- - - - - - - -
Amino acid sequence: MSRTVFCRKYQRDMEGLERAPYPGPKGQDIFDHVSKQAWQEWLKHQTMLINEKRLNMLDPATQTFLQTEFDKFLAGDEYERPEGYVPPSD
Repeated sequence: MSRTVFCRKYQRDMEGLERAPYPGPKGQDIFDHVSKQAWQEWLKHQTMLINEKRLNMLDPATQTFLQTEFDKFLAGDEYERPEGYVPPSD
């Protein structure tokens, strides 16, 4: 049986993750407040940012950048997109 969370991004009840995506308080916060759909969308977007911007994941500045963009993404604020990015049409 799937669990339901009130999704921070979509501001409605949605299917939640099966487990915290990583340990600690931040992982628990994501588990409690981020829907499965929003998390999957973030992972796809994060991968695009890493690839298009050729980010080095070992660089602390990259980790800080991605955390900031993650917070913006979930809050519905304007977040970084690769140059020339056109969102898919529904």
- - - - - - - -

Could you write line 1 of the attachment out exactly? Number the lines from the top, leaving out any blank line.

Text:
Amino acid sequence: MSRTVFCRKYQRDMEGLERAPYPGPKGQDIFDHVSKQAWQEWLKHQTMLINEKRLNMLDPATQTFLQTEFDKFLAGDEYERPEGYVPPSD